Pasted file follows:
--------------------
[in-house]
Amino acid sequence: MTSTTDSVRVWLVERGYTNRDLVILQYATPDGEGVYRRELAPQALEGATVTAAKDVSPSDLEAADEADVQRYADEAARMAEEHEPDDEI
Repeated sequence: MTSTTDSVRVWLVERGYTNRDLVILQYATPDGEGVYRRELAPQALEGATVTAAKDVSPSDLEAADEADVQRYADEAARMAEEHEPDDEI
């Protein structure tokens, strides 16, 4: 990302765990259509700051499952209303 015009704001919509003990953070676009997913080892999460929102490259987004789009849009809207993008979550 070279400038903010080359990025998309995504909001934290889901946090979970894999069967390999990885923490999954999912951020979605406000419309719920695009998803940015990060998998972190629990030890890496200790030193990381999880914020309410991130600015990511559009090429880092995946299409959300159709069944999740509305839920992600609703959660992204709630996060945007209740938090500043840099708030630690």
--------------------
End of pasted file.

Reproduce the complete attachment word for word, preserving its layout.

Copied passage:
[in-house]
Amino acid sequence: MTSTTDSVRVWLVERGYTNRDLVILQYATPDGEGVYRRELAPQALEGATVTAAKDVSPSDLEAADEADVQRYADEAARMAEEHEPDDEI
Repeated sequence: MTSTTDSVRVWLVERGYTNRDLVILQYATPDGEGVYRRELAPQALEGATVTAAKDVSPSDLEAADEADVQRYADEAARMAEEHEPDDEI
């Protein structure tokens, strides 16, 4: 990302765990259509700051499952209303 015009704001919509003990953070676009997913080892999460929102490259987004789009849009809207993008979550 070279400038903010080359990025998309995504909001934290889901946090979970894999069967390999990885923490999954999912951020979605406000419309719920695009998803940015990060998998972190629990030890890496200790030193990381999880914020309410991130600015990511559009090429880092995946299409959300159709069944999740509305839920992600609703959660992204709630996060945007209740938090500043840099708030630690």